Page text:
There is an art to recording, much like there is an art to playing live. Typically most bands will begin by performing live then decide to record some music. But if you’ve had any experiences like myself, when you get into the studio you can become discouraged by how different it can sound.
You rocked the show last night, the crowd loved every beat, so why is the recording at 10:00am on some random Tuesday not working? Hmmmm maybe its because you’re not recording the right way. There can be a lot of factors that can influence a recording session (like recording at 10am! Are you insane!?) but the important thing is to stick with it, stick with your vision, and experiment.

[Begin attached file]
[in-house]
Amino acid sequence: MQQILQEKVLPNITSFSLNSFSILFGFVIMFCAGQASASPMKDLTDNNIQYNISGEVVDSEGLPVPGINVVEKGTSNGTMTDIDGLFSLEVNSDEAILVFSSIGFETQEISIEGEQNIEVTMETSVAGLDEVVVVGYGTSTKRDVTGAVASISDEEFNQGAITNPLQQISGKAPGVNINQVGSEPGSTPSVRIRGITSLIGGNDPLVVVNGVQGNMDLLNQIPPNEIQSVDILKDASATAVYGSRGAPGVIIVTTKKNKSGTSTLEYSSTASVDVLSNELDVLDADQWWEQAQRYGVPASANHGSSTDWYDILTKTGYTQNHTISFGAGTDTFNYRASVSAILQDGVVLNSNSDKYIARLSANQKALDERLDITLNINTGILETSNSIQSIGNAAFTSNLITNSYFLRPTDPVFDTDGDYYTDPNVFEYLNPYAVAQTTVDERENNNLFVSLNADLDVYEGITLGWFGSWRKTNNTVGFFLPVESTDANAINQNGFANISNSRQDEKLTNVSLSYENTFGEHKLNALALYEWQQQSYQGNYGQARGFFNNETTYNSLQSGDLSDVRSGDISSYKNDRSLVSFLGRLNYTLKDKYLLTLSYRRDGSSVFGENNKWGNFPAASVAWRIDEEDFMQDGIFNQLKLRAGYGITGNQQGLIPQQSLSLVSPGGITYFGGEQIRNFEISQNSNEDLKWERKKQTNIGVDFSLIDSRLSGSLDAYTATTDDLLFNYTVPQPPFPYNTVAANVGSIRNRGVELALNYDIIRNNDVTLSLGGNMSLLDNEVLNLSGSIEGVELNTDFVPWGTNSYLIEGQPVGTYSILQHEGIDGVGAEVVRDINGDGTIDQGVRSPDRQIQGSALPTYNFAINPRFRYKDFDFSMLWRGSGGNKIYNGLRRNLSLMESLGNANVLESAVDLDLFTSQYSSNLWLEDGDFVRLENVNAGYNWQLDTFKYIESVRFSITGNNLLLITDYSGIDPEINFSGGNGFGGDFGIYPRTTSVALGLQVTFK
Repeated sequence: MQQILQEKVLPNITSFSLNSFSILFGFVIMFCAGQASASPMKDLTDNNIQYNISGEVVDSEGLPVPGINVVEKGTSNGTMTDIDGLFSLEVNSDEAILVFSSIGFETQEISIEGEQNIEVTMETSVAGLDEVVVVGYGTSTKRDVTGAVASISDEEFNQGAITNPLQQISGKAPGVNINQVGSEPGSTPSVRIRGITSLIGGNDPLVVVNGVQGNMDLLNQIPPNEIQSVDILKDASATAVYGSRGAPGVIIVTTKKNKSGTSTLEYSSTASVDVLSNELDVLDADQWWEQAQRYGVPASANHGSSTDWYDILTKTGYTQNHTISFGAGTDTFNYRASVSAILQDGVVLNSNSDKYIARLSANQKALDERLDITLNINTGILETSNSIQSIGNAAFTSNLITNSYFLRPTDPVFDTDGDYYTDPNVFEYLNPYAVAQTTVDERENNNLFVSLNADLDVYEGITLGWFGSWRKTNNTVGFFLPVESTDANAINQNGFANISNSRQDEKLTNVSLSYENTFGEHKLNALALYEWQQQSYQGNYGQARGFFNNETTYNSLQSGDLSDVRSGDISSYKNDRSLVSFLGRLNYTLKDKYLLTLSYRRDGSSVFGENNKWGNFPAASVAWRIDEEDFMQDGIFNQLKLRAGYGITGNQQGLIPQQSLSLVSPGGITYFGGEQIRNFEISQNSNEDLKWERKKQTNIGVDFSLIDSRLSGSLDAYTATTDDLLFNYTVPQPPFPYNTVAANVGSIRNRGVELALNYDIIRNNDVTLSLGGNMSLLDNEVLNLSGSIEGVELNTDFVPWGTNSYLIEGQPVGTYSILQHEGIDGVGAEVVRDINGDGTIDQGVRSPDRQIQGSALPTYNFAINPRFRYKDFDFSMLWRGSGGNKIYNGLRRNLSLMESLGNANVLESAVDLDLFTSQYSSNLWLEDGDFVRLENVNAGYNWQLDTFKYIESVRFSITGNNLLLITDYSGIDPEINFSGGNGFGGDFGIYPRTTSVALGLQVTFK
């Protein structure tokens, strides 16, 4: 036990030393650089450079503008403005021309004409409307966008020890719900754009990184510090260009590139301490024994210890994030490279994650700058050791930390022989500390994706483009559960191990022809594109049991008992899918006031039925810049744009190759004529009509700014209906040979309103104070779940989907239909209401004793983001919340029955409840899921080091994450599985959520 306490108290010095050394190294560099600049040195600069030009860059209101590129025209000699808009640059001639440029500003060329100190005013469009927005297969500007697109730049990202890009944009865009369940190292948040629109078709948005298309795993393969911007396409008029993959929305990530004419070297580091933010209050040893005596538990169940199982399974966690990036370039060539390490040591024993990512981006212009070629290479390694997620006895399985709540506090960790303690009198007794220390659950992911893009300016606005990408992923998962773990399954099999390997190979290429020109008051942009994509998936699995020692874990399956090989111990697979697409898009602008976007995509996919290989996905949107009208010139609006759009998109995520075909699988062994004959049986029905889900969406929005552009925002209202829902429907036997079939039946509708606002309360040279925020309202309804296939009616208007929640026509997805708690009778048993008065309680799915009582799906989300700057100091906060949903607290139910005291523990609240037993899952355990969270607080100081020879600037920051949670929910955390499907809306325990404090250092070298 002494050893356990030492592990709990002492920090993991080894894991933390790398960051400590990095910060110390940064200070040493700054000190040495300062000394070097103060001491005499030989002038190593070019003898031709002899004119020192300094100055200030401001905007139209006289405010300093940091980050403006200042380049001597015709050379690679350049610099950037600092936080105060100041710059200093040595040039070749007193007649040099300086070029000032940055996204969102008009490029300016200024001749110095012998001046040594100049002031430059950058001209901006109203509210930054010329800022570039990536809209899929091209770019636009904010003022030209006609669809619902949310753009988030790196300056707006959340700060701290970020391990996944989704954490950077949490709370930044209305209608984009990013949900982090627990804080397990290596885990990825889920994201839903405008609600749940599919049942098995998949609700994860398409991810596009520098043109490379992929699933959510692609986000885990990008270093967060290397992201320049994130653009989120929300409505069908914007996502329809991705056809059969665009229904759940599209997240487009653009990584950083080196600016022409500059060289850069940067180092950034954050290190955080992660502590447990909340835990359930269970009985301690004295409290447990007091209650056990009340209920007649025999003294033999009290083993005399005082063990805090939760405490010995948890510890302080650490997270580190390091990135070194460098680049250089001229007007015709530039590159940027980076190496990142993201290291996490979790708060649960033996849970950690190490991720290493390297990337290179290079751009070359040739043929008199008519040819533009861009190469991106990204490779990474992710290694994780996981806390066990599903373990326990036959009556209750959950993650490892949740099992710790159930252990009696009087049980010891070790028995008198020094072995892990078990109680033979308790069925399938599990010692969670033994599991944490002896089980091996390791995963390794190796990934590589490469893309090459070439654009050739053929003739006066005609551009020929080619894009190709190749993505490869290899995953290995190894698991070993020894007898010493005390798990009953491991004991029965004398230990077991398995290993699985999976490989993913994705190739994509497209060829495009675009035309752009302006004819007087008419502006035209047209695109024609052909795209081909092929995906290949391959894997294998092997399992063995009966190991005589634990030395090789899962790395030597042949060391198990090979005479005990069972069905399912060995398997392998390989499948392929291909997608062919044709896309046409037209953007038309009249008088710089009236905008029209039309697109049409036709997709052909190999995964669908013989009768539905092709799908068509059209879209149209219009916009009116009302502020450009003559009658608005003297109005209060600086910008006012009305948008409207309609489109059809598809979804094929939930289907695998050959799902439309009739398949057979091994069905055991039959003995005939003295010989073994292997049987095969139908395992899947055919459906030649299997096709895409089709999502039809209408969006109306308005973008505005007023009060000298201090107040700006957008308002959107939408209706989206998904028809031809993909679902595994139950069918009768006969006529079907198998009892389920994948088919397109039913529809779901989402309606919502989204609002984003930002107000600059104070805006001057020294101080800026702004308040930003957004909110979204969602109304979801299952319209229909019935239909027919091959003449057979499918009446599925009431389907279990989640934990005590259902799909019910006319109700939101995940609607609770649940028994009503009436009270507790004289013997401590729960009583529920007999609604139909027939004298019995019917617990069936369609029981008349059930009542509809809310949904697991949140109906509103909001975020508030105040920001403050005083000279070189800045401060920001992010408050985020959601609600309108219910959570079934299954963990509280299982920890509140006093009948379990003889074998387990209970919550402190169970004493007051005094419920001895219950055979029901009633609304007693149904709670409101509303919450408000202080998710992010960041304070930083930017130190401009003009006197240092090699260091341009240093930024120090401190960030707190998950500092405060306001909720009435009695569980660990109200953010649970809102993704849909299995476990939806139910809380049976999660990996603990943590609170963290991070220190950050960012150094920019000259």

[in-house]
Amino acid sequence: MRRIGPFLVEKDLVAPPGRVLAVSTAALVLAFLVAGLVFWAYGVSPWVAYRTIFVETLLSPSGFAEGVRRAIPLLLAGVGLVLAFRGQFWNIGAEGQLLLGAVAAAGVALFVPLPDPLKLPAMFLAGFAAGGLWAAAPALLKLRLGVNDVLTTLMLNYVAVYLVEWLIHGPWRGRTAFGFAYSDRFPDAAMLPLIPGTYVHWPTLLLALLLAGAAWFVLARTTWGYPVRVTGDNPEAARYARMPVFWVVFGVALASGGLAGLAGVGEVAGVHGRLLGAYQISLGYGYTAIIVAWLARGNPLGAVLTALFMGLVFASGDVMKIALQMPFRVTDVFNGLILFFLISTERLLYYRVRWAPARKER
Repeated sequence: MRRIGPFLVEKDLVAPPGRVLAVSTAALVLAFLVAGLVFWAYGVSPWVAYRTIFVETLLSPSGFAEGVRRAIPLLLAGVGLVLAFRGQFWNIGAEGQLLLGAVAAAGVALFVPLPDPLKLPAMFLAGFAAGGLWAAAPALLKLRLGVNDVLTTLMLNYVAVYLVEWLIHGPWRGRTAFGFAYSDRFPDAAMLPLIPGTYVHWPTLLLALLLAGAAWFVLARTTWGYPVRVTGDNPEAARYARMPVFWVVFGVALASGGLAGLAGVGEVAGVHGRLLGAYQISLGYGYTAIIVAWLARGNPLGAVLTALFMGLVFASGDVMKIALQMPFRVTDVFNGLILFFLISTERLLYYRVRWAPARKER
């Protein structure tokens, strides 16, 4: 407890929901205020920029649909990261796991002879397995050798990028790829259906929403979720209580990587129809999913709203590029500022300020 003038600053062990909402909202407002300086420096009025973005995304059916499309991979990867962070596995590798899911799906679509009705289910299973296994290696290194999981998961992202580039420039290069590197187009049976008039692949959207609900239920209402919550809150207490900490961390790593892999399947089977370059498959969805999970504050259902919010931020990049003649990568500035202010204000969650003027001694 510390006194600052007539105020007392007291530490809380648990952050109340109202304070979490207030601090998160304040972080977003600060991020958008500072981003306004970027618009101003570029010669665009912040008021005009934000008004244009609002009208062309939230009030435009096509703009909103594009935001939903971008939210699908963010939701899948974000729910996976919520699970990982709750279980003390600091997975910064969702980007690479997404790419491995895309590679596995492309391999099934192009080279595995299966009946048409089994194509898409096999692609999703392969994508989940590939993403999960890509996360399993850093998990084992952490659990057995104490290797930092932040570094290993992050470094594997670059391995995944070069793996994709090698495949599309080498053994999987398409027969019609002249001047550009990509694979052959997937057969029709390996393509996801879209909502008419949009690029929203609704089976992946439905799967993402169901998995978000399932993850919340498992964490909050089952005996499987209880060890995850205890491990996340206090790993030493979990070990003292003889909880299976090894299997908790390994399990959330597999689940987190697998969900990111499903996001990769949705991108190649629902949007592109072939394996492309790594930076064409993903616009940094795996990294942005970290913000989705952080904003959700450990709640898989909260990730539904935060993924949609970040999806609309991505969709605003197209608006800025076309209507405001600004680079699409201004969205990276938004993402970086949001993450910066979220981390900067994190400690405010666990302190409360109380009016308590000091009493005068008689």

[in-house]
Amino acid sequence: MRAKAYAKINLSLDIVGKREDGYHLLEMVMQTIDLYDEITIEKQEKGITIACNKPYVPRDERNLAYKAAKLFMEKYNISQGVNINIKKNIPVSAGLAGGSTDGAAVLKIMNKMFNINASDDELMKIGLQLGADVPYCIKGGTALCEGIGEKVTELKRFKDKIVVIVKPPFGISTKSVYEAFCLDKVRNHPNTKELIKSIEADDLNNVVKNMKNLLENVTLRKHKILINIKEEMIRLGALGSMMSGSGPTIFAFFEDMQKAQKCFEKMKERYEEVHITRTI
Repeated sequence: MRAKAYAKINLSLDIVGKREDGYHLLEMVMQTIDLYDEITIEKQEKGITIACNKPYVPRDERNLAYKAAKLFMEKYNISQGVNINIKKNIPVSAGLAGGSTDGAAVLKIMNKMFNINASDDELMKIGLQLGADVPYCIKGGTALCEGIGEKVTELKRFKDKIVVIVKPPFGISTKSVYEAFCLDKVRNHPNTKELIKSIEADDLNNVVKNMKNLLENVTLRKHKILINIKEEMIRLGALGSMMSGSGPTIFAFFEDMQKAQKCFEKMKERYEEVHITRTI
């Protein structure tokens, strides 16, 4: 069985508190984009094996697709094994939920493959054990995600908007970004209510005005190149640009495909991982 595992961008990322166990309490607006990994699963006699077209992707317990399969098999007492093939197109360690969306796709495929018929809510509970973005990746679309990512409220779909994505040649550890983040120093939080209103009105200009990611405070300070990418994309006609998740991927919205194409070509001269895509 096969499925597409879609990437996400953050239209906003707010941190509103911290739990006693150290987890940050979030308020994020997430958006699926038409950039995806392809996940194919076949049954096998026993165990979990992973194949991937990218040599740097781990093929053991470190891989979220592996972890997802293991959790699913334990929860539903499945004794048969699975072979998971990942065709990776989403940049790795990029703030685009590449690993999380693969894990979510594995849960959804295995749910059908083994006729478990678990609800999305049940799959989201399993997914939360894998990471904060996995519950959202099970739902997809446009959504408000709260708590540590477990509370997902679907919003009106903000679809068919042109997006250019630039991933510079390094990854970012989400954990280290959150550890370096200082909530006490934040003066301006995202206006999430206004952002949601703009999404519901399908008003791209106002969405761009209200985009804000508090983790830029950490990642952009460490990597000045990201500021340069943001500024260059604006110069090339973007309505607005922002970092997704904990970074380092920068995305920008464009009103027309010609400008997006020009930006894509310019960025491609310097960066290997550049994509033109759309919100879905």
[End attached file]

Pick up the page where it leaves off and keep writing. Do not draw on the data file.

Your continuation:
Just like the art of playing live, the best way to figure out the art of recording is to record as much as you can. I was chatting with a friend who’s relatively fresh to the music scene and advised her to
invest in her own recording gear. That way you not only get experience playing your instruments in a recording session but you’ll get experience with the hardware. You’ll find out what this knob does and what that knob does, and you’ll realize that, “wow, that New Rockstar Philosophy knob was right. Recording on our own is art but it so much fun!” Knob.